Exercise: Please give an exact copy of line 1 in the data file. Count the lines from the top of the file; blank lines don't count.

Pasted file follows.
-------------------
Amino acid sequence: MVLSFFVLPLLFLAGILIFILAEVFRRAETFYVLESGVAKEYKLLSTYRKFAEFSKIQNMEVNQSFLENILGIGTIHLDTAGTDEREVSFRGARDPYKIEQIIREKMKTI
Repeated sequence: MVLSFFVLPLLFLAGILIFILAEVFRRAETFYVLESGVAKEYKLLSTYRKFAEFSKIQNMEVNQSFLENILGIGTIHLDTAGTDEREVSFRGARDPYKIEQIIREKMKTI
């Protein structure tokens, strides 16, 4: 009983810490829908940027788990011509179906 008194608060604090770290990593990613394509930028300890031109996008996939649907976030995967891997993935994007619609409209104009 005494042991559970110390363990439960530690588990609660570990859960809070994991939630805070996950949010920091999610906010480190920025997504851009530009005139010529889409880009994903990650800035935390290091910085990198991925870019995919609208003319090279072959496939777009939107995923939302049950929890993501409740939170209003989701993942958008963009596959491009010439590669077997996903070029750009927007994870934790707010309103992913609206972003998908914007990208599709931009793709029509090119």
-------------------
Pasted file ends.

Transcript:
Amino acid sequence: MVLSFFVLPLLFLAGILIFILAEVFRRAETFYVLESGVAKEYKLLSTYRKFAEFSKIQNMEVNQSFLENILGIGTIHLDTAGTDEREVSFRGARDPYKIEQIIREKMKTI